Across the fleet the prizes for the best progress over the weekend go to Peter Bacon’s Lucy Georgina and the four boats immediately astern of her – Ryan Hughes’ J/160 True, Rives Potts’ McCurdy & Rhodes 48 Carina, Hiroshi Nakajima’s S&S 49 Hiro Maru, and Mark Stevens’ McCurdy 49 Kiva.

They have all enjoyed riding the mostly north-south orientated band of moderate southerlies enabling this group of generally older and “sturdier” craft surprisingly to make better progress than the more modern and nimble hardware ahead of them. For example, over the past 24 hours, all have covered 200 to 220 nautical miles compared to the 180 or so miles of Pata Negra and The Kid.

However, even they are now having to head north to avoid the worst of the ridge, their bows pointing towards southern Ireland, rather than the Lizard.

“We have been watching the high for several days now as I’m sure all of our competitors have,” shared Carina skipper Potts. “In 2011, we had a similar situation where we all fell into a parking lot a couple of days before the finish. We are trying to avoid that all costs, but it is pretty obvious that there isn’t a way around it. Some of the larger boats took a much more radical approach to avoiding the high and we are doing the same, but we won’t be making as large a detour because the high has moved and dissipated somewhat.”

While that is the main hurdle ahead of them, Potts in fact believes that the outcome of the Transatlantic Race 2019 will be decided between the Lizard and the finish, down to how lucky they are with the tides, especially whether they coincide their arrival into the Solent with a favorable phase of the tidal sequence. “If it is flooding, we’ll be lucky. If it’s ebbing, it will be much more difficult.”

This morning Carina was enjoying 15 knot southerlies as she has for the past couple days. Potts reported that the sea temperature is warm and so they have seen much sea life including whales, dolphins, tuna, and even a Portuguese Man of War. While on board all is fine. “Our executive chef Lee Reichart has been surpassing his culinary skills with every meal. We are well fed and our navigator Gary Grant has been as good as it gets. The rest of us have been trying to keep us going in a straight line.”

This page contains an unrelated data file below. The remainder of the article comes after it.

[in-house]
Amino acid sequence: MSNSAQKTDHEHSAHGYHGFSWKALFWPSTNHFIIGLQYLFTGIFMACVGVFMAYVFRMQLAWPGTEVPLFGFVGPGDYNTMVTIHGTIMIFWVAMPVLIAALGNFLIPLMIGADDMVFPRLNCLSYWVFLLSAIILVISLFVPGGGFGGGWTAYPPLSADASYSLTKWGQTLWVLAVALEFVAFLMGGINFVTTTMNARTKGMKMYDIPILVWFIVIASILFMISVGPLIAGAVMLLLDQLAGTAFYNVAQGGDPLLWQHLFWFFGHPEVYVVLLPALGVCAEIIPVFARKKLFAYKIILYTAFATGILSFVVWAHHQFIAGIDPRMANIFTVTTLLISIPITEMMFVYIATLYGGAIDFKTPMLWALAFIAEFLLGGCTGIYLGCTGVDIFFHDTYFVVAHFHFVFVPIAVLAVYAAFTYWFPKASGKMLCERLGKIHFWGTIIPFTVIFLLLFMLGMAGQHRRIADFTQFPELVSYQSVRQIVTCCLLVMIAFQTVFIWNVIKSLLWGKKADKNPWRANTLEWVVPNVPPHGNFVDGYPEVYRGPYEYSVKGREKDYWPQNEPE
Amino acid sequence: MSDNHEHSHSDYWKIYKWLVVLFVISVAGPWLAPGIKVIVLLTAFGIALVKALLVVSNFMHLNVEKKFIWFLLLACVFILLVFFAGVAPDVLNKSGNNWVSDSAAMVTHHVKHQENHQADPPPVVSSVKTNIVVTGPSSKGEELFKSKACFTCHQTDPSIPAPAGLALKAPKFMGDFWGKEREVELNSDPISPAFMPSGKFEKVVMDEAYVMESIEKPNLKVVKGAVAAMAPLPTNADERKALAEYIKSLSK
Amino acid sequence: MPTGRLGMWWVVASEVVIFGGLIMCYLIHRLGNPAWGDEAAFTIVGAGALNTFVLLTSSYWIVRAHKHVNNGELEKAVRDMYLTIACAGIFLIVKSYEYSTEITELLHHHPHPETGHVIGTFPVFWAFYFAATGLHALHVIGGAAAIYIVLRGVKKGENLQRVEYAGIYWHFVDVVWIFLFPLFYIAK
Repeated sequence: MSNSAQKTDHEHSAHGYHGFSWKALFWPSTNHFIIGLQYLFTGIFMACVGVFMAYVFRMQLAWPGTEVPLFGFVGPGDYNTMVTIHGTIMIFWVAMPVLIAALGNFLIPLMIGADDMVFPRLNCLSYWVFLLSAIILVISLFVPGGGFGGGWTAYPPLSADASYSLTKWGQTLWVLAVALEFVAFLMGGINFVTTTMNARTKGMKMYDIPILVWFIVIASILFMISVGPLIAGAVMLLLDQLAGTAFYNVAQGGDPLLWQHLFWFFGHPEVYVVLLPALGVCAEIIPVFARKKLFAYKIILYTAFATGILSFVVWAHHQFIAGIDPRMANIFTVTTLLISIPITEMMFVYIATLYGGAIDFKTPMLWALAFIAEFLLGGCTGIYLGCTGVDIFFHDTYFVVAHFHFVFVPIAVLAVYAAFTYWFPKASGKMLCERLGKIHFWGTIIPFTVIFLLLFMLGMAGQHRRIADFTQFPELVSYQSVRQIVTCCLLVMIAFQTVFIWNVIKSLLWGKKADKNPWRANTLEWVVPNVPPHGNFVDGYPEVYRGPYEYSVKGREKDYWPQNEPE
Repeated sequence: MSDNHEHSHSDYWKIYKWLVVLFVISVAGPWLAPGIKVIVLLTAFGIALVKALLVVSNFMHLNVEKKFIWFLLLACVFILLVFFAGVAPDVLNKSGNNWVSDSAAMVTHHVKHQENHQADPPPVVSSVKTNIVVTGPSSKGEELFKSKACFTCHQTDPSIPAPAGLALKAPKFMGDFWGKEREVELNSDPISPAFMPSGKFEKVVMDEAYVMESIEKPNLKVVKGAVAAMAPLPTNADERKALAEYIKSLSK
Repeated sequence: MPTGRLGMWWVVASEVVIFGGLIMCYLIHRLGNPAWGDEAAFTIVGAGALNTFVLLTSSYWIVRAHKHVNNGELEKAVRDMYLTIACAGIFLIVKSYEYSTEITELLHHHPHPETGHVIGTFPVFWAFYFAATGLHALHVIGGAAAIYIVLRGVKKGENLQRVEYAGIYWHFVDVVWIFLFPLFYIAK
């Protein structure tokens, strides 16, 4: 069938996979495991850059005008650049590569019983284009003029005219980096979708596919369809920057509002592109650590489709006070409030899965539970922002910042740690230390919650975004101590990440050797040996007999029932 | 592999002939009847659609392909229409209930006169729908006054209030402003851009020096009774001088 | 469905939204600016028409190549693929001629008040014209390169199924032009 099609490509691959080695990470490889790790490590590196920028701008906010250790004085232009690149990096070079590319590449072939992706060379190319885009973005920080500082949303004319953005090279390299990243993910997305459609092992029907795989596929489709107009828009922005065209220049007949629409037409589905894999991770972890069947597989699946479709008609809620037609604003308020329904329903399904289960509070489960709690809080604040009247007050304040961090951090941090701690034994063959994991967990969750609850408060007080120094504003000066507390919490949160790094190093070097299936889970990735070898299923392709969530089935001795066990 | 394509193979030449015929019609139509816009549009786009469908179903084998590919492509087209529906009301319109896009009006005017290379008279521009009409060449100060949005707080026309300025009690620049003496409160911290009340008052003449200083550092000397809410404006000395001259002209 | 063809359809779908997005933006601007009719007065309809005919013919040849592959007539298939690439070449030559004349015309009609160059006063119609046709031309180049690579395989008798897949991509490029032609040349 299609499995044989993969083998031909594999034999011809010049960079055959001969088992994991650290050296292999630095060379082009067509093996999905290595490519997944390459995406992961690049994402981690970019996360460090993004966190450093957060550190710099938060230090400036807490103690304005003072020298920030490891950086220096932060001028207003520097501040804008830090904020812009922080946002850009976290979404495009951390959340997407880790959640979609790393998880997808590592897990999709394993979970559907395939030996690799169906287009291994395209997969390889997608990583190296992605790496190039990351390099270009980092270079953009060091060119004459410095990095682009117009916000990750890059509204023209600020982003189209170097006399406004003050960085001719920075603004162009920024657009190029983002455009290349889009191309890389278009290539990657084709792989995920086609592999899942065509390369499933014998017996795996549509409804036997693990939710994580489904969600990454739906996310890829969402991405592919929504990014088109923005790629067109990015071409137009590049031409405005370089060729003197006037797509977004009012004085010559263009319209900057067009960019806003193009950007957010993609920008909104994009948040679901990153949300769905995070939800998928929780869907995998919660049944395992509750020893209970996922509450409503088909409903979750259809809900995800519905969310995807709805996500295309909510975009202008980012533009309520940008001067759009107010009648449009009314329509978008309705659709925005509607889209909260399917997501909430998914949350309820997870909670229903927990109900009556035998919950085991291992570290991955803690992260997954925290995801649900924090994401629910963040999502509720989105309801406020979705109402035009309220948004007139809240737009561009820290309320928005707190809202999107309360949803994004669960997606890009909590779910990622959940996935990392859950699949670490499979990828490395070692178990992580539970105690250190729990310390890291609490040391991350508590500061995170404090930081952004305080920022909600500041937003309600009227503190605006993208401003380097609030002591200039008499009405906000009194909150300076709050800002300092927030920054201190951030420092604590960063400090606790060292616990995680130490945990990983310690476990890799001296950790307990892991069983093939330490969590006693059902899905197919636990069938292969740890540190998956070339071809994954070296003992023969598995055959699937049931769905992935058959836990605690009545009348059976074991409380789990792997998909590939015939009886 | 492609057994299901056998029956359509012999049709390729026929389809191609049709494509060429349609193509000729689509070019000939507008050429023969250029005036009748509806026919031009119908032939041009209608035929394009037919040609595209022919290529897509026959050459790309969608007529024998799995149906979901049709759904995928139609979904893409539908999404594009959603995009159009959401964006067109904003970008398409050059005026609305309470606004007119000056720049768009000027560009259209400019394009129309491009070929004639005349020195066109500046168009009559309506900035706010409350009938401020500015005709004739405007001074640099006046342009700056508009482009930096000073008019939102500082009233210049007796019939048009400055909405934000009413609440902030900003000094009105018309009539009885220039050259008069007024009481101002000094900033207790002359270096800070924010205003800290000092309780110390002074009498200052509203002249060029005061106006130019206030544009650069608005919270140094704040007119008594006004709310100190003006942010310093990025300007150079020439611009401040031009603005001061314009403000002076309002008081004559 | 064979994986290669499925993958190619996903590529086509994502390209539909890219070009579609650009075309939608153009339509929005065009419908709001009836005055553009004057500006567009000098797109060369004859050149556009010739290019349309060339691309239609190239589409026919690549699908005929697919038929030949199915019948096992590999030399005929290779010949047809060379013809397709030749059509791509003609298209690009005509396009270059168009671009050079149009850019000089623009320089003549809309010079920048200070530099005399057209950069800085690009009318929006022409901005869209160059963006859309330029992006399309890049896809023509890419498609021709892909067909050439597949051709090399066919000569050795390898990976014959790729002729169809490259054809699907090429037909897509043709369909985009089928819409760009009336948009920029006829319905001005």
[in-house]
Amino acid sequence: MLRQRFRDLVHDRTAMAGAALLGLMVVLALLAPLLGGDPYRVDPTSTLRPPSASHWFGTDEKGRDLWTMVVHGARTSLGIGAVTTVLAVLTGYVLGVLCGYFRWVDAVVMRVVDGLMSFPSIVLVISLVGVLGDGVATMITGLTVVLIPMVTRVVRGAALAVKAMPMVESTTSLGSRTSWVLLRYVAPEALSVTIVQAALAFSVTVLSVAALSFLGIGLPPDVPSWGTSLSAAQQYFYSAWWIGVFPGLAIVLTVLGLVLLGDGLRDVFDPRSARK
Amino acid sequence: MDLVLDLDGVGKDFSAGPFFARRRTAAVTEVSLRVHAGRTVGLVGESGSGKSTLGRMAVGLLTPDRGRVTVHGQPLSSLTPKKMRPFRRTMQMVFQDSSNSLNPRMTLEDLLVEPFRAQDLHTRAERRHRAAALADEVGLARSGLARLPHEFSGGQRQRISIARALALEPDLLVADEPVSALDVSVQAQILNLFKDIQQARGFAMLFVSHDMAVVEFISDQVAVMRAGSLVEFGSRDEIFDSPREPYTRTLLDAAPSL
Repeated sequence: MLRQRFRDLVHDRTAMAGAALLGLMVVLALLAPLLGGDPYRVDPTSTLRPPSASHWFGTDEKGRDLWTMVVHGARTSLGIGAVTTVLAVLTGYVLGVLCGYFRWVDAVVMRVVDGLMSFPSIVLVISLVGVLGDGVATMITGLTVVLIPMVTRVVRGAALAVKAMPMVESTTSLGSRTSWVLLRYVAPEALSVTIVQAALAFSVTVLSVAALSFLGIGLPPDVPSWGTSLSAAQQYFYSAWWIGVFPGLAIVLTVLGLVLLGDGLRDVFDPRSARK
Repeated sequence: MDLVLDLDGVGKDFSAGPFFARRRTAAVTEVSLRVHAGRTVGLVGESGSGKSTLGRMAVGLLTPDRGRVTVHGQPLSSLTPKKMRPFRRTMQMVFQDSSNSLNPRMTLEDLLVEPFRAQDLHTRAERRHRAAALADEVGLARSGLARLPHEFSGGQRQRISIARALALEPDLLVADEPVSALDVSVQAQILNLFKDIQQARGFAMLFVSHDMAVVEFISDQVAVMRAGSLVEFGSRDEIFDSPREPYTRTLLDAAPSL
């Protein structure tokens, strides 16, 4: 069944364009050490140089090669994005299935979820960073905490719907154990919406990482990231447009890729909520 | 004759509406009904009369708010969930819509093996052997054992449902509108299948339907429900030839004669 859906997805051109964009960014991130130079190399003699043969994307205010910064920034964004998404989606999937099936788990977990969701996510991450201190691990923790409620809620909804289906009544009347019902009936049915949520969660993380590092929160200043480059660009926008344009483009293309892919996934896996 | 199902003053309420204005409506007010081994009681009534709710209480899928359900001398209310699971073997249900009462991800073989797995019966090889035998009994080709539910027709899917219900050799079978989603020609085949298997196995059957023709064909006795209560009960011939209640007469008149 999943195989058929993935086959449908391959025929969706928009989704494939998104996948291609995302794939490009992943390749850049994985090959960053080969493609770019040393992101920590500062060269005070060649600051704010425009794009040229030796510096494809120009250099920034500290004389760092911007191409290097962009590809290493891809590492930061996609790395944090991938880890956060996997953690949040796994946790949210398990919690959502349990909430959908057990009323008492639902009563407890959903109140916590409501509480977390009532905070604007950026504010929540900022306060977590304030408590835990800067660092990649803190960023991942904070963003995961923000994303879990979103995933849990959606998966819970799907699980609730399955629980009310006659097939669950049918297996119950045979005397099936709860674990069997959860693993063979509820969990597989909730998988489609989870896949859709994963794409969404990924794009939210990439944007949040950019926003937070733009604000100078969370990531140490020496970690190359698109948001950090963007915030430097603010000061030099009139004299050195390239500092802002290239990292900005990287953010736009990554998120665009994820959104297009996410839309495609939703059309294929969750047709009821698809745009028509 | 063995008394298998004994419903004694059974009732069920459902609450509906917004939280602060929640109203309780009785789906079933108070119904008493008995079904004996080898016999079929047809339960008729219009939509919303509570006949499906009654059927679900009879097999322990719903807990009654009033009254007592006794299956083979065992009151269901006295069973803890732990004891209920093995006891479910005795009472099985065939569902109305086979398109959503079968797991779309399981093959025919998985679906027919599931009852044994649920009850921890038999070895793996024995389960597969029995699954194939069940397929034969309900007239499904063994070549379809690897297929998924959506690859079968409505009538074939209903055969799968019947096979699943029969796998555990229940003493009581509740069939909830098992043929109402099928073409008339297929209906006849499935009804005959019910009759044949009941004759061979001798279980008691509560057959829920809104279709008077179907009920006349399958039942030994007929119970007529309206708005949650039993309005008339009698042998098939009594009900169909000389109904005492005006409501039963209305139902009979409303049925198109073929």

At the latest guess, Carina is expected to arrive in Cowes on July 12.

Event detailsCrew listTrackerBoat blogs

Background: The Transatlantic Race 2019 started June 25 for the 2,960-nautical-mile course from Newport, R.I., to Cowes, England.

The 15 yachts entered was reduced to 13 prior to the start when the Mills 68 Prospector was dismasted during the 2019 Annapolis-Newport Race and the Baltic 55 Fearless withdrew due to troubles with the water maker.

After the start, Joe Mele’s Farr 50 Triple Lindy had returned to Portsmouth, R.I. on June 26 to replace a burned-out alternator. After restarting the race from Castle Hill Light at 0405 UTC on June 27, they withdrew later that night when Mele had to return home to New York for a personal emergency.

The race is organized by the Royal Yacht Squadron, the New York Yacht Club, the Royal Ocean Racing Club, and the Storm Trysail Club.

Pre-start activities took place at the New York Yacht Club’s Harbour Court clubhouse in Newport, while awards will be presented at the Royal Yacht Squadron’s Cowes Castle clubhouse on the Isle of Wight.

The race is a direct descendant of the first great transatlantic ocean race, which started from New York Harbor on December 11, 1866. The 2019 edition will be the 31st transatlantic race organized by the New York Yacht Club with the fleet to start off Castle Hill Lighthouse.

Source: New York Yacht Club